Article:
A Beginner’s Guide to Acting English – Reviewed

A Beginner's Guide to Acting EnglishA Beginner’s Guide to Acting English by Shappi Khorsandi
My rating: 4 of 5 stars

A good opening hook: an infant eating the goo out of her snotty nose and flashing her knickers at the author. Very easy to read and entertaining. I liked learning about Iranian culture and history, which I knew next to nothing about and there was comic relief throughout, dealing with the heavier subjects. One of my favorite bits is when Shappi’s grandma asks her why baby Jesus was gifted a lamb. She offered “Was it to make kebabs?” – in true Irooni style.

This book could have done with a family tree, akin to Dr Zhivago, because there are so many relatives it gets hard to remember who is related to who. Also, a glossary of Iranian words would have been helpful, though Shappi does define most of them in situ, there is a minority she doesn’t and you’re liable to forget some meanings. I would have liked her to talk more about Iranian history, especially the cause of the Iran-Iraq war.

It is written in the first person from the perspective of Shappi as a young child which I liked. I am quite amazed by the detail, with which she was able to recall all the various conversations, feelings and so on. Unless of course she’s embellished with poetic license.

The original title was in fact “English People Smell of Milk”, which I feel is better, but her publishers forced her to change it.

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I Think You’ll Find it’s a Bit More Complicated Than That – Reviewed

I Think You'll Find it's a Bit More Complicated Than ThatI Think You’ll Find it’s a Bit More Complicated Than That by Ben Goldacre
My rating: 4 of 5 stars

Goldacre is on top form with this compilation of work, from his columns. I consider this a sister book to “Bad Science”, as it touches on similar themes. Very easy to read, a page turner, you don’t need to be from a science background to understand it. I like his persistence and committal to scientific values. The way he debunks Bad Science is both laudable admirable. The chapter on libel was especially eye opening. The fact that people reporting the truth are being silenced by charlatans, such as chiropractors, was especially eye opening. (I now know they’re bogus.)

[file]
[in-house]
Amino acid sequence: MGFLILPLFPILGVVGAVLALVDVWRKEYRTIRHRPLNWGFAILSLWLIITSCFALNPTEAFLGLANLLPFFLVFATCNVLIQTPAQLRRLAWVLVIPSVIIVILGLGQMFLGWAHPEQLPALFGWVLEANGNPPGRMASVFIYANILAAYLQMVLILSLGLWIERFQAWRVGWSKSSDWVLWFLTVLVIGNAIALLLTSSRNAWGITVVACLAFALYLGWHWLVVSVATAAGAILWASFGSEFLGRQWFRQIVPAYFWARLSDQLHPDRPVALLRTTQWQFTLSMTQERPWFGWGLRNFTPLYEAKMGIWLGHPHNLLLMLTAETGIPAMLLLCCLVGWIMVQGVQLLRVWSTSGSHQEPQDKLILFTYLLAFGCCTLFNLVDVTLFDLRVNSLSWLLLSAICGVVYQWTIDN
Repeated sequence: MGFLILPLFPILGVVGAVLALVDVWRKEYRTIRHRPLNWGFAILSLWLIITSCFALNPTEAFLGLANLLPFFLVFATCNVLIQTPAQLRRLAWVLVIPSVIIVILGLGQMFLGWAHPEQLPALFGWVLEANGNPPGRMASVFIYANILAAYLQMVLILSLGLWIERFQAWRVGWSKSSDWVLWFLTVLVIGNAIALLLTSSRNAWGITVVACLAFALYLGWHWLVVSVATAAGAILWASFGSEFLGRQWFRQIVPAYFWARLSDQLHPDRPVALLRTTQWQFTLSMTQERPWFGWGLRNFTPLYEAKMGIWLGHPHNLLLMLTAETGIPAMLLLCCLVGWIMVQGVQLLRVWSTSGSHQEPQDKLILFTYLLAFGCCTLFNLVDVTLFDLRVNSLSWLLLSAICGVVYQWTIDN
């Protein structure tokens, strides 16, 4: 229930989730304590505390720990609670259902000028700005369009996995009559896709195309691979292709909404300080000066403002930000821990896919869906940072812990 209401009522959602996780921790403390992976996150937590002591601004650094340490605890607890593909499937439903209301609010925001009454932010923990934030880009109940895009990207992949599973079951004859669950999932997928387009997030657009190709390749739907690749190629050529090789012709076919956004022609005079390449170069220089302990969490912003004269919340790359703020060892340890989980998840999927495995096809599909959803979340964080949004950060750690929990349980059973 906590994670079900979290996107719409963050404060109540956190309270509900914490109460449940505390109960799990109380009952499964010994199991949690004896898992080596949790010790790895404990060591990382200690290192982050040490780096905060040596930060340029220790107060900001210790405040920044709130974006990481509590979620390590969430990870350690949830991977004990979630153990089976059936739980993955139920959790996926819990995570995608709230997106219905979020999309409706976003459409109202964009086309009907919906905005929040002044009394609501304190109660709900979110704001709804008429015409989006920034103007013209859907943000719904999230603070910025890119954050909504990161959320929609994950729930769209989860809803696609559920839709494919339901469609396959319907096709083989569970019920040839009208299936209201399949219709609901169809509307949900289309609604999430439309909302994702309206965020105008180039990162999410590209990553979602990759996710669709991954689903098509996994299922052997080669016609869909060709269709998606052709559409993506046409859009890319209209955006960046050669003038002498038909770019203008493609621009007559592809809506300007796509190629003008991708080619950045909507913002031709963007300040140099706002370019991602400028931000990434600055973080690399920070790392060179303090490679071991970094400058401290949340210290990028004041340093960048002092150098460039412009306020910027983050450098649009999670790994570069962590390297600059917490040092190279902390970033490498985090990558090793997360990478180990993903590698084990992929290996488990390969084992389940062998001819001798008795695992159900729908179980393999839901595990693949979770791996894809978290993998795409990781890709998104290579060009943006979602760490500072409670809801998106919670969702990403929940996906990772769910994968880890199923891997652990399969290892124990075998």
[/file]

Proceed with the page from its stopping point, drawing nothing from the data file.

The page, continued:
I look forward to his future work.

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Parsnips, Buttered: How to baffle, bamboozle and boycott your way through modern life – Reviewed

Parsnips, Buttered: How to baffle, bamboozle and boycott your way through modern lifeParsnips, Buttered: How to baffle, bamboozle and boycott your way through modern life by Joe Lycett
My rating: 5 of 5 stars

Lycett fights the good fight against modern society, by bamboozling them with his brand of buffoonery. The art of trolling has been forgotten especially by the media, who characterise flaming as trolling. Lycett does not make such an elementary mistake here. Armed with a legion of sockpuppets, which impressively includes the Chancellor of Germany, he unleashes justice on the public. There was audible mirth throughout the book, which is incredibly funny.

In short, FIVE STARS.

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The Book of the Year – Reviewed

The Book of the YearThe Book of the Year by James Harking
My rating: 4 of 5 stars

This book was highly anticpated by myself. I highly enjoy the weekly podcast so naturally I would be inclined to read this book. Thankfully, due to the constant shilling/self promotion on the podcast, it felt like a must have. This is the first QI book I have read and actually enjoyed. Probably because the material in it is largely original. There is some overlap between the podcast and the contents, but given that they both sometimes have facts from 2017, it’s not the authors’ fault.

Sometimes I did find it slightly boring but other times it was highly entertaining, the tragic life of a compilation book. The part about a man mistaking a cat’s anus for a wound was espeically funny.
They could have improved this book with a references section. Sometimes I find it quite hard to find more inofrmation of some of the facts, even with the power of the internet. I felt like certain sections could have done with being longer.

I also found the “For x, See y….” sections almost always verbose and not needed. With the exception of the section on Donald Trump, I didn’t find them funny at all and tended to skip them (the back handed barbs at POTUS were much appreciated though). Having listened to the first chapter of the audiobook, I would probably have liked listening to that rather than reading the actual book, because you have the chemistry of the QI elves.

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